Description of the system hierarchy
: man hier
Showing only the first four lines of "info" interface
#+begin_src bash
info | head -4
#+end_src
#+RESULTS:
| File: | dir, | Node: | Top, | This | is | the | top | of | the | INFO | tree. |
| | | | | | | | | | | | |
| This | is | the | Info | main | menu | (aka | directory | node). | | | |
| A | few | useful | Info | commands: | | | | | | | |
Search for ~info~ page about Bash shell features
: info bash
The manuals can also be accessed from emacs using "M-x" (using the "meta" key or CTRL + x)
: M-x info
: M-x man
: M-x woman
* Show command history
: history
The file can be found in the user home:
: /home/user/.bash_history
* Translators and dictionaries
** Apertium translator
Installing in Parabola GNU-linux
: sudo pacman -S apertium-eng-spa-git
: sudo pacman -S apertium-lex-tools
: sudo pacman -S apertium-viewer-2.5.3-1
Apertium can be used in the command line
: echo Hola | apertium spa-eng
: echo Hello | apertium eng-spa
The pipe operator "~|~" is used to pass the input to apertium
* Files and directories
** Create empty file
Create "file.txt" with command ~touch~
: touch file.txt
Create a file redirecting the shell output using "~>~" operator
: echo I will put this text wthin a file > file2.txt
** Redirect input, output and standard error
Everything in GNU systems is a file. The keyboard and the terminal are also a file.
The keyboard is used for input and the terminal is used by commands as output.
The files can be found in directory "fd", which stands for file descriptor)
#+begin_src bash
cd /dev/fd/
ls -l
#+end_src
#+RESULTS:
| total | 0 | | | | | | | | | |
| lr-x------ | 1 | user | user | 64 | dec | 15 | 10:31 | 0 | -> | /tmp/babel-yl1RTd/ob-input-izpXuk |
| l-wx------ | 1 | user | user | 64 | dec | 15 | 10:31 | 1 | -> | pipe:[42063] |
| lr-x------ | 1 | user | user | 64 | dec | 15 | 10:31 | 17 | -> | /dev/pts/0 |
| l-wx------ | 1 | user | user | 64 | dec | 15 | 10:31 | 2 | -> | /tmp/emacsA1M18o |
* standard input stream is bound to /dev/fd/0
* standard output (stout) stream is bound to /dev/fd/1
* standard errror (stderr) stream is bound to /dev/fd/2
During interaction a terminal gets written to stdin (dev/fd/0), which
a command read. The command then do an action and writes the output
(stout or stderr) where it will read by the terminal and is displayed
to the user.
To redirect use the operator `>` as follows:
* `command > file_to_redirect`
The operator `>` redirects stout, i.e., is the same that 1>. This code
creates a new file with the list of files present in the actual directory:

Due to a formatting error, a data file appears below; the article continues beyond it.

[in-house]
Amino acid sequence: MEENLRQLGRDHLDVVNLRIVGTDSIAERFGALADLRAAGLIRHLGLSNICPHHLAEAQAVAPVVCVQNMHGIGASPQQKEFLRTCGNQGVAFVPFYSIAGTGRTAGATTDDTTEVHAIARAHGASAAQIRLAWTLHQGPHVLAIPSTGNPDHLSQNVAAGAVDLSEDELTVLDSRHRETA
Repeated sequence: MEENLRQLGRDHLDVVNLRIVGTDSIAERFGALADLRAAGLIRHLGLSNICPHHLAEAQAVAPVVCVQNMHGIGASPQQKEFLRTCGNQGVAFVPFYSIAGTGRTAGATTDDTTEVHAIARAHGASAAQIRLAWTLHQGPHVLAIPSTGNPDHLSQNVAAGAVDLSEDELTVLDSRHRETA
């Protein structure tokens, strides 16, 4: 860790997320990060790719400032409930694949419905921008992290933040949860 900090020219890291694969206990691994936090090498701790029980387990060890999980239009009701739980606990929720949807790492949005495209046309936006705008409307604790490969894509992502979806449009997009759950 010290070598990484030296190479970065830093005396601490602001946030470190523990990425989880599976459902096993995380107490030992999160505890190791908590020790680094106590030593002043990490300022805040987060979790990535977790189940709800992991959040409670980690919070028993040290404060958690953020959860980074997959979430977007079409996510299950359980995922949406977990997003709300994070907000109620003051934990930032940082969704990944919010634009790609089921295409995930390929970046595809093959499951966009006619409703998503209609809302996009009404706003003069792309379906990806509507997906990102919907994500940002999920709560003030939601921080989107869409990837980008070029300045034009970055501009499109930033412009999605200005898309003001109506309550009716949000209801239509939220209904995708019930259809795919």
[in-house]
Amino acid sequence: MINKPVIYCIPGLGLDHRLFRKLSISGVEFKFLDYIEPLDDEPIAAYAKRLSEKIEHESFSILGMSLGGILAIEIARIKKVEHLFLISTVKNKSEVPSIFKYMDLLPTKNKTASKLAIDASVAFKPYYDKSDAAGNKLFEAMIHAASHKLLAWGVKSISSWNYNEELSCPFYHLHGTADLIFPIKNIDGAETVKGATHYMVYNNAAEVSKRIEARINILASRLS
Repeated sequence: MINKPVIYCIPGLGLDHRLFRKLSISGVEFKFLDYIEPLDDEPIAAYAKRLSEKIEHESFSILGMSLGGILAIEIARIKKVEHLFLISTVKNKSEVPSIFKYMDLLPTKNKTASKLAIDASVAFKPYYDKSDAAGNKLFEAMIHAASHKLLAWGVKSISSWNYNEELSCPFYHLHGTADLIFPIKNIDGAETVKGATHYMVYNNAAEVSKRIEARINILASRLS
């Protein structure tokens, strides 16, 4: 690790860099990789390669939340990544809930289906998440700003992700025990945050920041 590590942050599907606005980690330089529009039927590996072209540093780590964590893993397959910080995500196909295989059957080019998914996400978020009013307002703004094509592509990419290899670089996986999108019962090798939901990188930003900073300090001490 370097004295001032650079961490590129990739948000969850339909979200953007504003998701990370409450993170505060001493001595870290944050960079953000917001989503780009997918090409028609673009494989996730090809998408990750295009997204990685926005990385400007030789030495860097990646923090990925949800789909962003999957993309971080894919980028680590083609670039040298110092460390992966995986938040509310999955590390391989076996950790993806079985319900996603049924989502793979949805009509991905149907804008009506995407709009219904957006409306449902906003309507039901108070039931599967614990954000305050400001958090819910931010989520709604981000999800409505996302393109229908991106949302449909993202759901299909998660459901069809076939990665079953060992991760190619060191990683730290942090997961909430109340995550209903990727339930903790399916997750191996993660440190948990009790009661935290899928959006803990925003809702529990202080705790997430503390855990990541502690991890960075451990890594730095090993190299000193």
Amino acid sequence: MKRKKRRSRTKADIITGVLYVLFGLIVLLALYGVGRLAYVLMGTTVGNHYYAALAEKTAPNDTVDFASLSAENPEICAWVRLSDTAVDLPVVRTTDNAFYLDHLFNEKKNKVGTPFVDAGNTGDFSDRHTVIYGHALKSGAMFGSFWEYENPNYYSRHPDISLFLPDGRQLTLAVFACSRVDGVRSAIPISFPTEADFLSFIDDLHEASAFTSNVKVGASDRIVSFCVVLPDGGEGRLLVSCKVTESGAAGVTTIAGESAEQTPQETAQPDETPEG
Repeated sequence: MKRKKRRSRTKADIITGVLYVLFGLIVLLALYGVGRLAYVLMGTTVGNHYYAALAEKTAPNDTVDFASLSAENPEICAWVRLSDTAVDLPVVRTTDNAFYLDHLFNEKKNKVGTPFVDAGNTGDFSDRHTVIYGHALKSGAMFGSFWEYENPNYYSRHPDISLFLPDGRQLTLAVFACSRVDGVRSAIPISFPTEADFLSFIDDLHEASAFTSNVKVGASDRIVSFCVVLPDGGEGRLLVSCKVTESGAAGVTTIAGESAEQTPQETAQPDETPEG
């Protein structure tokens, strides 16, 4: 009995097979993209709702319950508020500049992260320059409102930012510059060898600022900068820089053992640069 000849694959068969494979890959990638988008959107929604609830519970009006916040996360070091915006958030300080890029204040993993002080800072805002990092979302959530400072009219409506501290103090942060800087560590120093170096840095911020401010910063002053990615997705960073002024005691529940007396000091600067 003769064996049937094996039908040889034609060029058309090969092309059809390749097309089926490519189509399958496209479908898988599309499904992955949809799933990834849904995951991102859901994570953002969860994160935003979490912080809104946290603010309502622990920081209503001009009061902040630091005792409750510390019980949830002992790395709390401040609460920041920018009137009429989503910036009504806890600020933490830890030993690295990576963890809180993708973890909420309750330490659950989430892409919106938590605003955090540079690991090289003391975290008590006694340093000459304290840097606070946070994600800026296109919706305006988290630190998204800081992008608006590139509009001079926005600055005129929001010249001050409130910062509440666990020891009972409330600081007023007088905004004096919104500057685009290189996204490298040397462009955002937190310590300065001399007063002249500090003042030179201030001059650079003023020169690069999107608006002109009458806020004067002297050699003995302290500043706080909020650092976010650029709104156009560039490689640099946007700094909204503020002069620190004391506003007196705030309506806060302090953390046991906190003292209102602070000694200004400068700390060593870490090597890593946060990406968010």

#+begin_src bash
ls -l > file_redirect.txt
cat file_redirect.txt
#+end_src
#+RESULTS:
| total | 32 | | | | | | | |
| -rw-r--r-- | 1 | user | user | 15782 | dec | 15 | 10:49 | bash_tutorial.org |
| -rw-r--r-- | 1 | user | user | 0 | dec | 15 | 10:49 | file_redirect.txt |
| -rw-r--r-- | 1 | user | user | 11895 | dec | 9 | 17:44 | markdown.md |
| -rw-r--r-- | 1 | user | user | 121 | dec | 9 | 17:17 | README.org |
Use "2>&1" to redirect stderr with the stout. Using an arbitrary word and redirect it
to the file should print a warning message that is redirected to the file:
#+begin_src bash
ls -l > file_redirect.txt
paco >> file_redirect.txt 2>&1
cat file_redirect.txt
#+end_src
#+RESULTS:
| total | 32 | | | | | | | |
| -rw-r--r-- | 1 | user | user | 15995 | dec | 15 | 12:39 | bash_tutorial.org |
| -rw-r--r-- | 1 | user | user | 0 | dec | 15 | 13:41 | file_redirect.txt |
| -rw-r--r-- | 1 | user | user | 11895 | dec | 9 | 17:44 | markdown.md |
| -rw-r--r-- | 1 | user | user | 121 | dec | 9 | 17:17 | README.org |
| bash: | line | 2: | paco: | command | not | found | | |
Use the "<" operator to pass commands to the file:
#+begin_src bash
ls -l > file_redirect.txt
paco >> file_redirect.txt 2>&1
sort < file_redirect.txt
cat file_redirect.txt
#+end_src
#+RESULTS:
| bash: | line | 2: | paco: | command | not | found | | |
| -rw-r--r-- | 1 | user | user | 0 | dec | 15 | 13:44 | file_redirect.txt |
| -rw-r--r-- | 1 | user | user | 121 | dec | 9 | 17:17 | README.org |
| -rw-r--r-- | 1 | user | user | 16501 | dec | 15 | 13:41 | bash_tutorial.org |
| total | 24 | | | | | | | |
| total | 24 | | | | | | | |
| -rw-r--r-- | 1 | user | user | 16501 | dec | 15 | 13:41 | bash_tutorial.org |
| -rw-r--r-- | 1 | user | user | 0 | dec | 15 | 13:44 | file_redirect.txt |
| -rw-r--r-- | 1 | user | user | 121 | dec | 9 | 17:17 | README.org |
| bash: | line | 2: | paco: | command | not | found | | |
** List files
Use ~ls~ in the directory you want to explore
: ls
List with properties using options ~-l~ and ~-la~
: ls -l
: ls -la
List using wildcards
List all files ending in ".csv"
: ls *.csv
List all files containing the characters "moda" within name, e.g.,
"acomoda", "comoda.txt"...
: ls *moda*
Remove "x"
: rm x
Copy a file using "~cp~ source destination"
: cp /home/text.csv /home/myuser/text.csv
Copy multiple files, directories or disk using "rsync" (source, destination).
The command accepts arguments:
- "-r" recursive
- "-v" verbose
- "-a" archive (keeps info about files)
: rsync -rav /home/user/Documents /run/media/user/disk/backup/
~rsync~ can be also used with selective copyng based on file type
: rsync /home/user/Desktop/*.jpg /home/user/Desktop/backupdata/
Create directory
: mkdir new_dir
Remove (unlink) a directory
Some arguments:
* -r: recursively unlink
* -v: verbose
* -f: force